May 17, 2022 4:31 am

After the cuts, Edesur’s number one speaks: “We cannot continue with a model of improvised rates and without clear rules”

The last days of high temperatures exposed the fragility of the electrical system in Argentina after the massive power outages that occurred during the heat wave. The sector is characterized by instability in the regulatory framework, with almost frozen rates and lack of investment. In specific data: in the last 20 years, in 18 the economic emergency law was in force and, in 17, the National Electricity Regulatory Entity (ENRE) was intervened.

In this context, the Italian company Enel, the controlling shareholder of Edesur, asked to end the “improvised rate model, without clear rules”. The distributor presented a balance in red, as of last September, of $12,500 million.

“The company has not distributed dividends for 20 years, except for 2009, when $30 million was distributed. In the last year, we invested close to US$160 million based on debt. We borrowed from the shareholder, who put up US$100 million, and Cammesa [la compañía con control estatal encargada del despacho de energía eléctrica]. Continuing to support a debt-based company is not sustainable, so it is important that the situation is regularized”, says the Brazilian Claudio Cunha, country manager of Enel Argentina for five years.

—Why is the system not prepared to withstand heat spikes?

—Because we need to rearm a system that is more robust, transparent and stable over time. We cannot continue with a model of improvised rates, without clear and stable rules. It is necessary to have a minimum of visibility, which allows planning in the medium and long term. As we saw this week, it is not an issue of Edesur or Edenor: it is of the system, of generation, of transportation and not only in Greater Buenos Aires, but also in the interior. It is very important that it be something shared with the State, hopefully with the opposition as well, it is not something that changes with the political party in power. It has to be a state policy, as happens in countries where the electricity system operates reasonably well.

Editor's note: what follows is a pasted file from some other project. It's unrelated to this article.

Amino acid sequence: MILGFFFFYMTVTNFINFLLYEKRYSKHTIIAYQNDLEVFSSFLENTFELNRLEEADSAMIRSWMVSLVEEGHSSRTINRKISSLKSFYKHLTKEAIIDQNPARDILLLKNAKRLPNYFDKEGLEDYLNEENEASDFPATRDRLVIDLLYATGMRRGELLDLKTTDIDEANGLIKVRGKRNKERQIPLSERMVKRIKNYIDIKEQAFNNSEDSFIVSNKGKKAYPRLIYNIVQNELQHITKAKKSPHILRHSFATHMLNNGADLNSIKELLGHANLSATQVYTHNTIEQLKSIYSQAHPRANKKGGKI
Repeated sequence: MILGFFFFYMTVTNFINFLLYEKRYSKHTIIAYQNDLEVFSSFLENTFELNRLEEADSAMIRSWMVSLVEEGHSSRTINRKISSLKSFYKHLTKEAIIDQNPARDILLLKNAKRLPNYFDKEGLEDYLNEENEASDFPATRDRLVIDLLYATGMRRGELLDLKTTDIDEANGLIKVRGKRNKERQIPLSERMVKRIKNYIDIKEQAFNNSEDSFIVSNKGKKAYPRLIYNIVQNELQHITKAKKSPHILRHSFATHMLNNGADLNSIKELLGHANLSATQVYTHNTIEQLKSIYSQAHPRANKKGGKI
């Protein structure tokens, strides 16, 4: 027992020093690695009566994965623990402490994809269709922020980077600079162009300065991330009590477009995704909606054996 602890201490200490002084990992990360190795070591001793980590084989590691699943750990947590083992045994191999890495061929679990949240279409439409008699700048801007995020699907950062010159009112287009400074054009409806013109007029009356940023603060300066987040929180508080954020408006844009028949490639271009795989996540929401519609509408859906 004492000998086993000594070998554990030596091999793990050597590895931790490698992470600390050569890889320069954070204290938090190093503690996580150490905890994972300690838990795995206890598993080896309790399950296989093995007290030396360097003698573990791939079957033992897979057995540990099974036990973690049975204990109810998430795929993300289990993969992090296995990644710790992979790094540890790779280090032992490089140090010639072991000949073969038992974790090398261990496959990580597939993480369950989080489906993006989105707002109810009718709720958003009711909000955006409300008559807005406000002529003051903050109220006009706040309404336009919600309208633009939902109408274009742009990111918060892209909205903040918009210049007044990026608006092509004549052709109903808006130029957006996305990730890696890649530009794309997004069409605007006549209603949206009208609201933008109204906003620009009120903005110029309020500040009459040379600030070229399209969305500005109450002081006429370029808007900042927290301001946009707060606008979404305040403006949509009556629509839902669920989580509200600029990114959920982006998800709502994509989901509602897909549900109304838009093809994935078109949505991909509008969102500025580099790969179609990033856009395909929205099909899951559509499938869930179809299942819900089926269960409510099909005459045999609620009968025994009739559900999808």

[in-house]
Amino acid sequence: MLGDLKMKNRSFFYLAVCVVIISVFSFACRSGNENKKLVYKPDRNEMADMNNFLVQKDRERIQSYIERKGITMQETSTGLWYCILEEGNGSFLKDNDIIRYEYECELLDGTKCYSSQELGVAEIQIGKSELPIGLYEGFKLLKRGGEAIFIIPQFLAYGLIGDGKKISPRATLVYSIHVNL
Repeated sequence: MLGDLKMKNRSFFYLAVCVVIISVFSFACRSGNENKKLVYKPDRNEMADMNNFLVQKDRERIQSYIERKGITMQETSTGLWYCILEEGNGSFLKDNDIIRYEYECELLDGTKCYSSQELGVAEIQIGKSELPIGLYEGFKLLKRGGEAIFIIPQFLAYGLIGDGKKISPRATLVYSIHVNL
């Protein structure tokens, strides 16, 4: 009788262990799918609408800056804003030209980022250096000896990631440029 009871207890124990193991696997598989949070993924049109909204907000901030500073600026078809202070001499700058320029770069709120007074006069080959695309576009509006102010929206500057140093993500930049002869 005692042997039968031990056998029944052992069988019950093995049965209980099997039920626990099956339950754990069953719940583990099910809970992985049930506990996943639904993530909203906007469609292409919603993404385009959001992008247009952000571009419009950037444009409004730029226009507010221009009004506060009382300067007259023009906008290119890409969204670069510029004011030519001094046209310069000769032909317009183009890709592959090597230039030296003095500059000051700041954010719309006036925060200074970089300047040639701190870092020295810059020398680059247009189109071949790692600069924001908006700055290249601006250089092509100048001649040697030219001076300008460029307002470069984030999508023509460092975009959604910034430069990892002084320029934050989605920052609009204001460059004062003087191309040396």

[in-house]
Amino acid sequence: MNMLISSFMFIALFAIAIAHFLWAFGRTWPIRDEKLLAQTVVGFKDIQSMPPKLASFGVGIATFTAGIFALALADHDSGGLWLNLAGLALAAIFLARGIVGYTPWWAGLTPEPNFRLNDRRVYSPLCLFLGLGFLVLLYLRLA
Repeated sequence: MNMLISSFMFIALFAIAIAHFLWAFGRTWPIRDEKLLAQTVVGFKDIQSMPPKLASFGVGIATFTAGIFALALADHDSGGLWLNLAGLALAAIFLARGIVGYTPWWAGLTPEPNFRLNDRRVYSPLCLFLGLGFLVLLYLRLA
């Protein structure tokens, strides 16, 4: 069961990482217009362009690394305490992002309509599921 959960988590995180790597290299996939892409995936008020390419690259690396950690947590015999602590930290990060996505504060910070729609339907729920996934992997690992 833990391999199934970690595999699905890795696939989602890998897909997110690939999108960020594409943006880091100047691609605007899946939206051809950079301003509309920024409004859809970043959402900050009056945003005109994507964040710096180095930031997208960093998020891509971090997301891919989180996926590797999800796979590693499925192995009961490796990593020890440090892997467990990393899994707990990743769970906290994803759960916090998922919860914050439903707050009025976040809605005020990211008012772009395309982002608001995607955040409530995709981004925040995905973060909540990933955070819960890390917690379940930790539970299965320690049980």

—The criticism they make of the distributors is that they were given significant rate increases during the government of Mauricio Macri and the system did not improve. Is it so?

—The service improved and we see it in the data. The duration of the cuts are half of what they were before. In 2015, Edesur had an average cutoff time of 33 hours per client per year and today it is 13 hours. You have to keep improving and for that you need time, investment and peace of mind. All the municipalities and neighborhoods of Buenos Aires have improved. In Capital we have communes with one-digit indicators, which are a good level of service, as other Latin American countries have. When we look at municipalities like Lomas, Quilmes, Florencia Varela and Avellaneda, to name a few, they have improved 60% on average. That is audited by the ENRE. Edesur is the company that invested the most in the last three years, more than any other distributor in the country. If we look at the period of the pandemic, we improve Saidi by 35% [índice de duración promedio de interrupción del sistema] and commercial claims, 65%. We are clearly not happy and comfortable with the service being provided. It is missing, that is why I say that we still have to continue investing and for that it is necessary to have more stable rules.